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The Scholastic Kids Press Corps is a team of about 50 Kid Reporters around the nation.  The interactive site brings daily news to life with reporting for kids, by kids.
two kids with paper bag luminaries Andrew and Jacob Brownley in a room of assembled luminaries, ready for lighting. The Brownley's sell luminaries each holiday season to raise money for kids in Guatemala. (Photo courtesy Meggie Zahneis)

Illuminating Hope

Two Ohio boys make a difference in Guatemala

By Meggie Zahneis | December 2 , 2010

Have you ever thought about what it might be like to live with no bathroom or stove? This is reality for many of the 14.4 million people of Guatemala in Central America. When Cincinnati-native Andrew Brownley, 11, saw pictures from a neighbor's mission trip to the third-world country, he knew he had to do something.

"I felt bad for that girl [that I saw in a picture] because she had to take care of her family," Andrew said. "Her parents weren't around, she didn't have a nice home, she didn't have a stove, a clean floor, a sink…"

Andrew turned to his mother, Molly Brownley.

"One night Andrew said, 'Mom, I really want to help that girl, and I want her to have a house,'" Molly said. Together they did some research and found they needed to raise about $1,000 to bring Andrew's wish to fruition.  

Andrew then enlisted his little brother Jacob, who is 9 years old. They began by collecting change, but gradually expanded their efforts to include selling paper-bag luminaries to residents of their neighborhood. The neighbors all light the luminaries at one time on a set December night.

The boys also held a church bake sale. After reaching their goal, they worked with Behrhorst Partners for Development to build a family center in Guatemala. The center serves as a source of food and shelter for women and children three days each week, as well as a school for young children — many of whom only attend school until the age of 9.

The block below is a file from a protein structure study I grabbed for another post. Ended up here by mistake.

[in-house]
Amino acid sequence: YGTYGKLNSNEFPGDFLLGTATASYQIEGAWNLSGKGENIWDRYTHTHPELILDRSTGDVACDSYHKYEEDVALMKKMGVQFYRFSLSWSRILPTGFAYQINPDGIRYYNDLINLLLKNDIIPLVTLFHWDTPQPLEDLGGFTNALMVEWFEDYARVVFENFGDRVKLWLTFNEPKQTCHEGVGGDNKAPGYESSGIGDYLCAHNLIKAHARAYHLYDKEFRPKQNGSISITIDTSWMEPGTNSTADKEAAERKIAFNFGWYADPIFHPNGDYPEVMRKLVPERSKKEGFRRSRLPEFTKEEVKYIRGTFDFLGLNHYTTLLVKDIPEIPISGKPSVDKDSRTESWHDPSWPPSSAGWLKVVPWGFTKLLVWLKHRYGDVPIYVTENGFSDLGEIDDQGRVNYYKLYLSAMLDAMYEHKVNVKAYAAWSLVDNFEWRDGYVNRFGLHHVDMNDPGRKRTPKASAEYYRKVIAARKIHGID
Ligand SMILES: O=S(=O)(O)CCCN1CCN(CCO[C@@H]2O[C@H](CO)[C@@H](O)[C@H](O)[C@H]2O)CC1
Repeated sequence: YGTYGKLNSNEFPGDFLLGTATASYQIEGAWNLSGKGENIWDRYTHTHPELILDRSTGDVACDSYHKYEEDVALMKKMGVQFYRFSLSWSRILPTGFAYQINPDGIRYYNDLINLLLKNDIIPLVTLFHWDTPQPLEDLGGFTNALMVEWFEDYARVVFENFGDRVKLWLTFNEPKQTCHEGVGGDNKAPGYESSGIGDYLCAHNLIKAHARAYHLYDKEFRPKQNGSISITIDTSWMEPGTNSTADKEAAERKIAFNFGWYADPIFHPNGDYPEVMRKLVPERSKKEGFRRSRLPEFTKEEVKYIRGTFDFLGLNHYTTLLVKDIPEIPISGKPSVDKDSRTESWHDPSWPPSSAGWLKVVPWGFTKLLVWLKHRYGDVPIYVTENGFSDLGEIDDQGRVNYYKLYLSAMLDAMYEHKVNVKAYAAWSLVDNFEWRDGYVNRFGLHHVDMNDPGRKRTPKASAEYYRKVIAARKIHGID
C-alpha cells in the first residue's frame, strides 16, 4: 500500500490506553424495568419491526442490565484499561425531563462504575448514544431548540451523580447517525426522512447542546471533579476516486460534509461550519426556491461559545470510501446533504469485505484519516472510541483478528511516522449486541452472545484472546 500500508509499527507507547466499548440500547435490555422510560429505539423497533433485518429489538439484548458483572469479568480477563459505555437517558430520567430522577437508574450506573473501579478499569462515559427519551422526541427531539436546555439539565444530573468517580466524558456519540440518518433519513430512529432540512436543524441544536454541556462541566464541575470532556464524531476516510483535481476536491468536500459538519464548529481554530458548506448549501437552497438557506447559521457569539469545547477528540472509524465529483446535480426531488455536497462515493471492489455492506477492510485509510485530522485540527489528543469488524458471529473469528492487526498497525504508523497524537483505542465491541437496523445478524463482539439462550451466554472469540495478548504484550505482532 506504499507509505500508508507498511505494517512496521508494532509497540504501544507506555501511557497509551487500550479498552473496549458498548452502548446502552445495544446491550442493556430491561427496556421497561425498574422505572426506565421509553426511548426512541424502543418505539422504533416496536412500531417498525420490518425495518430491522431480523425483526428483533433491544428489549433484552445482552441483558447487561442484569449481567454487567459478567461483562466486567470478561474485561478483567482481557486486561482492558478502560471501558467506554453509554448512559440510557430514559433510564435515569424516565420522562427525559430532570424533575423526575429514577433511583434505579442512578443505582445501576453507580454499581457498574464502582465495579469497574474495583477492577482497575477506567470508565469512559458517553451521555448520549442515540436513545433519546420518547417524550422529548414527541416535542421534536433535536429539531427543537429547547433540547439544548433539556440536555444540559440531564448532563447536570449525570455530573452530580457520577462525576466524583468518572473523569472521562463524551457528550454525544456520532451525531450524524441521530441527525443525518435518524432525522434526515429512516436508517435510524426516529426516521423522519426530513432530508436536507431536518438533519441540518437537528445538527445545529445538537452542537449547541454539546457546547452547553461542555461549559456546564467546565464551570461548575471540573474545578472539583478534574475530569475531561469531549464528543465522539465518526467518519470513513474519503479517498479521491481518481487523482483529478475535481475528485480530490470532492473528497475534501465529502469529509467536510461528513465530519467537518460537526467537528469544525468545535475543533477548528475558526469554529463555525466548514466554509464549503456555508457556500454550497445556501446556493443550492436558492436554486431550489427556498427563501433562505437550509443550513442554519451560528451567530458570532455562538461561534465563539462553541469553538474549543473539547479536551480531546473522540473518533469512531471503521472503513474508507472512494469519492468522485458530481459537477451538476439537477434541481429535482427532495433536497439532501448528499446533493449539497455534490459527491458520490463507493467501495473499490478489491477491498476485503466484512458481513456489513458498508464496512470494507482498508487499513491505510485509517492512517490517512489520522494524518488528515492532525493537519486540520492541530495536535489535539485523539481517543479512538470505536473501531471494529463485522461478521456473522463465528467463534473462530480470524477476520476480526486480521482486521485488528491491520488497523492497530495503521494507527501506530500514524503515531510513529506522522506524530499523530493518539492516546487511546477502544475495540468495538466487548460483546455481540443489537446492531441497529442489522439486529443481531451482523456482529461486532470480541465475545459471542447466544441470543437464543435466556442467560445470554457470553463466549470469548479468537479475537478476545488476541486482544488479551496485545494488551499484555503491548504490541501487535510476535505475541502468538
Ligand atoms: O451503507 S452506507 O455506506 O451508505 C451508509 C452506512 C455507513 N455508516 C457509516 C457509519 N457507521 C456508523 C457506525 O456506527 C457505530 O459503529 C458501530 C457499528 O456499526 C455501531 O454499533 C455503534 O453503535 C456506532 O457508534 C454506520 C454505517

The luminaries have now become an annual project for the Brownley boys. This year, the Brownleys will focus on donating the money they raise to education. They hope to send four Guatemalan girls, ranging from ages 12 to 16, to school.

The neighbors are supportive of the luminary project and proud of the boys.

"They [Andrew and Jacob] really looked around the world and saw other families who didn't have as much as they do," said neighbor Aimee Davis. "Instead of just saying, 'Oh, I feel sorry for them,' they decided to do something about it."

Another buyer, Amy Burns, said she especially liked how the project brings the neighborhood together.

Andrew and Jacob plan on continuing to sell luminaries, but they're also involving friends by asking them to take on the project in their own neighborhoods.

The process is simple. They market the luminaries by distributing and posting fliers. The luminaries are made with a white paper bag, sand, and a tea candle. A set of 10 includes assembly instructions and a date for the neighborhood to light them up.  The set sells for $10, with discounts for larger quantities.

"No matter how big or small a project, every little bit of support goes a long way in changing the lives of rural Guatemalan families," Behrhorst representative Sonya Zumbiel told the Scholastic Kids Press Corps.

For more information on life in Guatemala and how you can help, check out the Behrhorst website.

KIDS MAKE A DIFFERENCE

Scholastic's newest team of Kid Reporters take a look at what young people around the country are doing to help out the less fortunate this holiday season in the Kids Make a Difference Special Report.

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